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Illustration: Rebecca Zisser/Axios

A group of Uber drivers, along with nonprofits Worksafe and the Chinese Progressive Association, have sued the ride-hailing company, arguing that in-app messages promoting a California ballot measure that would enshrine their status as independent contractors violate drivers' right to be free of political influence from their employer.

Why it matters: Uber and other gig-economy companies have poured nearly $200 million into the campaign, as classifying their workers as independent contractors instead of employees is central to their business models.

What they're saying: The drivers behind the suit "fear that if they do not cooperate by speaking out in favor of Prop 22 through the video messages, texts, and positive survey answers solicited by Uber, Uber will retaliate by giving them less favorable or less plentiful assignments, or no assignments at all," law firm Rudy, Exelrod, Zieff & Lowe, representing the drivers, says in a press release.

The other side: "This is an absurd lawsuit, without merit, filed solely for press attention and without regard for the facts," an Uber spokesperson says in a statement. "[T]he vast majority of drivers support Prop 22 and have for months because they know it will improve their lives and protect the way they prefer to work."

Editor's note: The story have been updated to note that two nonprofits are also plaintiffs in the case.

Go deeper

California fines Uber $59 million over sexual assault data

Photo: Liu Guanguan/China News Service via Getty Images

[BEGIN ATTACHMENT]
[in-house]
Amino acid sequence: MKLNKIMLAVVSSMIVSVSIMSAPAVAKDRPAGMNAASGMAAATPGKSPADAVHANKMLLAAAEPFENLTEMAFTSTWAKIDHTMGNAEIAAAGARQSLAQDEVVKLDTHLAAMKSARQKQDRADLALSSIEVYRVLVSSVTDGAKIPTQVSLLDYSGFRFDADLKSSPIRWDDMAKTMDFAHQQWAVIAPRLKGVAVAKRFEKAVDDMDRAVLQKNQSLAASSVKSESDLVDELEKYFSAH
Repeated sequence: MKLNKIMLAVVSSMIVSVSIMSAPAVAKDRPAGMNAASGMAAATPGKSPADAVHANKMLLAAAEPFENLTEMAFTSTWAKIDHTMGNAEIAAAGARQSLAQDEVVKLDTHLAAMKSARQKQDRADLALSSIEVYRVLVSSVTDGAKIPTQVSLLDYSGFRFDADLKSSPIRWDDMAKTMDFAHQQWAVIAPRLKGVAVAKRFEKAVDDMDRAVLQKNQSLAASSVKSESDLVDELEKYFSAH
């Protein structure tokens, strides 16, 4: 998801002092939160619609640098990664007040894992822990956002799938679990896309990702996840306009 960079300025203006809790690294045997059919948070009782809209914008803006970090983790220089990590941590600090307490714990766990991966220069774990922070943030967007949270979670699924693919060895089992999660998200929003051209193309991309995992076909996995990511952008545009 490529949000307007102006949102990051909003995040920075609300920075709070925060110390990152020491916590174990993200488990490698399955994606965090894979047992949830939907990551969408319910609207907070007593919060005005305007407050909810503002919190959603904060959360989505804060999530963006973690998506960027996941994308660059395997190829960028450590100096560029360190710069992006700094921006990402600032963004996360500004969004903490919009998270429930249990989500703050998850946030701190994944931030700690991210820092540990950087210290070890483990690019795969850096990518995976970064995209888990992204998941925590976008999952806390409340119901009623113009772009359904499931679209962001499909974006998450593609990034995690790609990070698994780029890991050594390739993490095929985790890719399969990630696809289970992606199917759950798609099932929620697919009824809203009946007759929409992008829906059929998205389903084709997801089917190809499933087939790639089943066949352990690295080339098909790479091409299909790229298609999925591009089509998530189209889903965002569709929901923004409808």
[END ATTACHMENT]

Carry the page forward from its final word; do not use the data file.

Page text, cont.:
A judge ordered Uber on Monday to pay a $59 million fine to California’s Public Utilities Commission (CPUC) and threatened to suspend its state permit to operate if the firm fails to do so within 30 days.

The big picture: The judge found the ride-hailing giant had failed to share data with the regulator following Uber's safety report last year, which revealed that U.S. users reported nearly 6,000 incidents of sexual assault and harassment on trips made in 2017 and 2018.

Updated 5 mins ago - Politics & Policy

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  3. U.S. news: California surpasses 50,000 deaths COVID-19 deaths, more than any other state — Jimmy and Rosalynn Carter return to church after receiving COVID-19 vaccines
  4. Local: Public transit ridership in Twin Cities dropped 53% amid pandemic — Data firm predicts "complete chaos" in next phases of Florida's vaccine rolloutAlaska Gov. Mike Dunleavy tests positive for the coronavirus

Acting Capitol Police chief: Phone logs show Jan. 6 National Guard approval was delayed

Pittman at a congressional tribute for fallen officer Brian Sicknick. Photo: Erin Schaff-Pool/Getty Images

Acting U.S. Capitol Police chief Yogananda Pittman testified on Thursday that cellphone records show former USCP chief Steven Sund requested National Guard support from the House sergeant-at-arms as early as 12:58pm on Jan. 6, but he did not receive approval until over an hour later.

Why it matters: Sund and former House sergeant-at-arms Paul Irving clashed at a Senate hearing on Tuesday over a dispute in the timeline for when Capitol Police requested the National Guard during the Capitol insurrection.